2

Yeah yeah, I know people ask this type of thing a lot, but I couldn't find an answer anywhere.

I understand that you can have multiple .ino files in one sketch, but I don't just want functions and variables separated, I want functionality.

I am writing a Braille program for the NodeMCU -- It takes a message from a served website and moves servos to emulate the appropriate Braille. I want to have 2 files: one to serve the website and get input from it (website.ino), and the other one to manipulate the servos(braille.ino). The only problem is, I can't figure out where to declare/attach the servos.

I plan to have a list of servos in braille.ino that will be looped over with each servo being set to a different value. If I declare them in website.ino (my "main" file, ie, with a setup and loop), I will have to pass them to my braille function every time. On the other hand, if I choose to declare them as globals in my braille.ino, where would I attach them? Can I have another setup in braille.ino?

closed as too broad by gre_gor, VE7JRO, sempaiscuba, MatsK, Greenonline Feb 21 at 17:27

Please edit the question to limit it to a specific problem with enough detail to identify an adequate answer. Avoid asking multiple distinct questions at once. See the How to Ask page for help clarifying this question. If this question can be reworded to fit the rules in the help center, please edit the question.

  • 1
    just have code in the "main" .ino call a function you define in any subsequent .ino – Jaromanda X Feb 15 at 6:13
3

What isn't obvious is that with Arduino, you can have normal C and C++ files in the same directory as the .ino file. These can have functions and variables inside them, and Arduino will link them into the main program too. You only need one .ino file - all the rest can be in modules with a .c or .cpp (for C++) extension.

That way, you can group "helper" functions in different files by category - for example, a BrailleServo.c file. These contain the functions and variables for just that category.

If you haven't programmed native C/C++:

  • Put the functions and variables in the BrailleServo.c file, and then repeat the functions' header in the BrailleServo.h file.
  • Inside the BrailleServo.c file, at the top, put the following line:

    #include "BrailleServo.h"
    

    Note the quotes (" "), not angle brackets (< >)

  • Inside the .ino file, put the same #include line. That tells the module that "there are other functions elsewhere, and these are their definitions".

The only problem? Getting the silly Arduino environment to let you add .c and .h files to that directory. You could just use Notepad, but there's a trick (if you're using Windows):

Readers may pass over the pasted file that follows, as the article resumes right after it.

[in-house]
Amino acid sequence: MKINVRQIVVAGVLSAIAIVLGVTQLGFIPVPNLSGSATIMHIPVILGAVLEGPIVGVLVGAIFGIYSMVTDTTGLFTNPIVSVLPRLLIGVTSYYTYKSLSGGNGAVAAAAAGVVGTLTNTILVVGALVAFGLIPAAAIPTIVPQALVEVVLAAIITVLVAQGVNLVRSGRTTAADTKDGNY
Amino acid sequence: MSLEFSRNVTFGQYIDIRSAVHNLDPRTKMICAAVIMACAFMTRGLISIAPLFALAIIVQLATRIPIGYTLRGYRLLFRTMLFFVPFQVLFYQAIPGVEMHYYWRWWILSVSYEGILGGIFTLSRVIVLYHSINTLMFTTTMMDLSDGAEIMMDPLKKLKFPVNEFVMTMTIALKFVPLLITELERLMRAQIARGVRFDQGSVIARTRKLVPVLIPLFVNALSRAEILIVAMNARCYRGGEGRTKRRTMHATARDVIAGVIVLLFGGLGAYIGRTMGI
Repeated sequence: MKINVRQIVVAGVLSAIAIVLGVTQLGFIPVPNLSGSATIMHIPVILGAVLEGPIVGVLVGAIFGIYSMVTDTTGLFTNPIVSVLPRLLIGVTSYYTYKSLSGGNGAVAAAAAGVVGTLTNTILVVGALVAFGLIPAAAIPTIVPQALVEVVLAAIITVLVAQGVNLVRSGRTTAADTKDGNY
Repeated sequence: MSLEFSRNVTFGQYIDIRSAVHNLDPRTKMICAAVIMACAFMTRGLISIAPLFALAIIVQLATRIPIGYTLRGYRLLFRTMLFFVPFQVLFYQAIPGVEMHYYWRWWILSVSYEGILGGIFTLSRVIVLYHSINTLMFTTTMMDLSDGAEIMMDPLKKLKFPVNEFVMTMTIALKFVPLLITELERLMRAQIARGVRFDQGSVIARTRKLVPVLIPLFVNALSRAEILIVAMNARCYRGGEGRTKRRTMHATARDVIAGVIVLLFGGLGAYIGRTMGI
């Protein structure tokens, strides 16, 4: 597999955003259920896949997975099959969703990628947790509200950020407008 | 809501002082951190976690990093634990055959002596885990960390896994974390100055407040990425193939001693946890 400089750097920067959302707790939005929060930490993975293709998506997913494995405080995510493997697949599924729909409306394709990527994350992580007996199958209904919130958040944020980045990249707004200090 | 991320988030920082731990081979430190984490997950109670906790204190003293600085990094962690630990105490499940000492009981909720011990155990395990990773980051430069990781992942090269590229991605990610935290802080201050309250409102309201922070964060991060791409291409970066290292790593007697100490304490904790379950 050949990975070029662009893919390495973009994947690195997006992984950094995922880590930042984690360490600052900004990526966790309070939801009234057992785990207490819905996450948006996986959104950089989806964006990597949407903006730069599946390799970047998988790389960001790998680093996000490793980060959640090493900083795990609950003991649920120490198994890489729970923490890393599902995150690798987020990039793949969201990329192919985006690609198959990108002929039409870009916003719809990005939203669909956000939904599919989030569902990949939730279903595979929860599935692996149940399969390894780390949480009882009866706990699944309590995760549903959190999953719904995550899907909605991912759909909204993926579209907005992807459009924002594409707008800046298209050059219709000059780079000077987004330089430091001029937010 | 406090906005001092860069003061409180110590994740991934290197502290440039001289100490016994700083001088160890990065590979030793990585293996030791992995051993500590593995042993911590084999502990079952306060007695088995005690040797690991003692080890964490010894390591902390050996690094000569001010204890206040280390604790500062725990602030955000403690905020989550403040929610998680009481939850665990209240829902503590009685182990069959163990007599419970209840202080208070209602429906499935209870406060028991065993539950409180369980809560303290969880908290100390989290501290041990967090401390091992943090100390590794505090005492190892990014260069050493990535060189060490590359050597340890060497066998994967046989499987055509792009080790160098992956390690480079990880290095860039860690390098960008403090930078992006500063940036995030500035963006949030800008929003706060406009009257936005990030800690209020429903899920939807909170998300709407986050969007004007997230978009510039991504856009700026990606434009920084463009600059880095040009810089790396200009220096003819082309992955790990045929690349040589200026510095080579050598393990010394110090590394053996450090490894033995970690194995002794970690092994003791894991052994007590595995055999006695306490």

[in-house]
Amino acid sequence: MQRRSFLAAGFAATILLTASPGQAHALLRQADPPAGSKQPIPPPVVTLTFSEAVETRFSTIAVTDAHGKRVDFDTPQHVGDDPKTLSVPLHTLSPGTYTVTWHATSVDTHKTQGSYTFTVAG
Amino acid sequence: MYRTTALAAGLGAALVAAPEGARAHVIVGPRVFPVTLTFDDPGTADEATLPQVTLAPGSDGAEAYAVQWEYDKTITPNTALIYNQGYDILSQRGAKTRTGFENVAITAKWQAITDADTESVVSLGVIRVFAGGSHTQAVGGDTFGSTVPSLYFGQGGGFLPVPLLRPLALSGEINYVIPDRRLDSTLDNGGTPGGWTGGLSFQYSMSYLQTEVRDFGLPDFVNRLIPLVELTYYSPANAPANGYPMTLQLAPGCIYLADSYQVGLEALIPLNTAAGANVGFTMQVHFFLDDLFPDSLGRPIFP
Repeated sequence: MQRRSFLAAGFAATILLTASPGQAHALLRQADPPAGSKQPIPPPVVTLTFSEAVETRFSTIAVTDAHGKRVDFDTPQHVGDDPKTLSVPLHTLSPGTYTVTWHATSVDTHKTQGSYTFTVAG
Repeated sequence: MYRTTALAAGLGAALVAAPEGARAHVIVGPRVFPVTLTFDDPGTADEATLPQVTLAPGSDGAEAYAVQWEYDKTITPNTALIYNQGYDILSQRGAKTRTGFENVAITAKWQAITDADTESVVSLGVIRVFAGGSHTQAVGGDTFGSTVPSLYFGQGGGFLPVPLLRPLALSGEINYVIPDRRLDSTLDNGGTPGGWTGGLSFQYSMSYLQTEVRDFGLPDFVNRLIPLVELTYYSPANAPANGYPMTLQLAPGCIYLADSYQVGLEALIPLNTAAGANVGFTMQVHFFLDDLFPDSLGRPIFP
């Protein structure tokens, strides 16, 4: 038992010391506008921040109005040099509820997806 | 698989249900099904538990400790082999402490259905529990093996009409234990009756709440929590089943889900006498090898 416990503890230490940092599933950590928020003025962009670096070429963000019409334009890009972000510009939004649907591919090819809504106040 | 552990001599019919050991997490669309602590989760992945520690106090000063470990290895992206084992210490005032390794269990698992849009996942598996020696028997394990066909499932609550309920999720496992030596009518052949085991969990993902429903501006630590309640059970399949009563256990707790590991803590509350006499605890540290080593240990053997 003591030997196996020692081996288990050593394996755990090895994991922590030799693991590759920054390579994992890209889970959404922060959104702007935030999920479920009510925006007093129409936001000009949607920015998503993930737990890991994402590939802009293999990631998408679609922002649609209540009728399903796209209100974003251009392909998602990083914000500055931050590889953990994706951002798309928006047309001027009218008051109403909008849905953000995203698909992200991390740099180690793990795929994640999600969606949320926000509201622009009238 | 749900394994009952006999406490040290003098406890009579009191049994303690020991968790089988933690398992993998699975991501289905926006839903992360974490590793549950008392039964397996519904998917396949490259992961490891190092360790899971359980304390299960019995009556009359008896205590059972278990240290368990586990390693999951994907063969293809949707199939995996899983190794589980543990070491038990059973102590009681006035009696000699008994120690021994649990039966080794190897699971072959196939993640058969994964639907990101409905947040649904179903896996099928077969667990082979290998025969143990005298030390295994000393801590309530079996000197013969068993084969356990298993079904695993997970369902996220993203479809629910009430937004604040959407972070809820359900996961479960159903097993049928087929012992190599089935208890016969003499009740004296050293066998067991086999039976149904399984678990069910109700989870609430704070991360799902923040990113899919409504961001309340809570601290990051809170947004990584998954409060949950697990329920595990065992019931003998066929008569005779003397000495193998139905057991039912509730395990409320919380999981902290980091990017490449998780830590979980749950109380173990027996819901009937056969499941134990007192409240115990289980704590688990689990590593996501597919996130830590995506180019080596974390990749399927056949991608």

1. Choose File|Open…
  2. Right-click the pane with the files in it, and choose New >|Text Document
  3. Give it a complete name, and make sure you replace the .txt part of the name too with .c or .h. You may get the "If you change the extension, the file may be unusable" warning - just click OK.
  4. Select the new (blank) file in the file pane, and a new tab will appear.

Note that 3. above assumes that you've told Windows File Explorer to NOT hide the extensions of known file types. I always do that - if you haven't, you'll need to. With:

  • Windows 10: In any folder's View tab, tick the File name extensions checkbox;
  • Windows 7: In Control Panel | Appearance and Personalization | Folder Options' View tab, untick Hide extensions for known file types

Here are three examples:

BrailleServo.h

//
// BrailleServo.h
//

// Call this function once in setup()
void BrailleInit();

// This function activates the six servos to form the passed-in pattern.
void BrailleShow(byte pattern);

BrailleServo.c

//
// BrailleServo.c
//

#include "BrailleServo.h"

// The number of servos
const byte NumServos = 6;

// These are the pins for the six servos
const byte servo[NumServos] = { 3, 4, 6, 7, 9, 10 };

// This initialises the six servos
void BrailleInit() {
   for (byte i=0; i<NumServos; ++i) {
      pinMode(servo[i], OUTPUT);
      // Do what else you need to do with servo[i]
   } // for
} // BrailleInit()

// This is how to use the six servos to form the passed-in pattern
void BrailleShow(byte pattern) {
   // … Complicated code here …
} // BrailleShow(pattern)

Main.ino

//
// Main.ino
//

#include "BrailleServo.h"

void setup() {
   BrailleInit();
   // Other stuff
} // setup()

void loop() {
   BrailleShow('A');
   delay(1000);
   BrailleShow('B');
   delay(1000);
} // loop()

Incidentally, for ideas you may want to check out my answer to a more generic Braille question.

  • Thanks so much! I guess I wasn't really thinking about having the servos do things until they were attached, but i guess that's what happens when you work overtime. I don't think I'll bother re-encoding the letters, since I already have arrays of true-false, but thanks anyway! – Levi Lesches Feb 15 at 18:18
0

It is important to know that the tabs/ino files are concatenate into one by the builder. The order of the concatenation is the same as the order of tabs in IDE. First is the main ino file with the same name as the project. The rest of the files is concatenated in alphabetical order.

The concatenated ino file determines the visibility of variables. All ino files 'see' the variables in the main ino file, but variables in other ino files are visible only in ino file with names later in alphabetical order.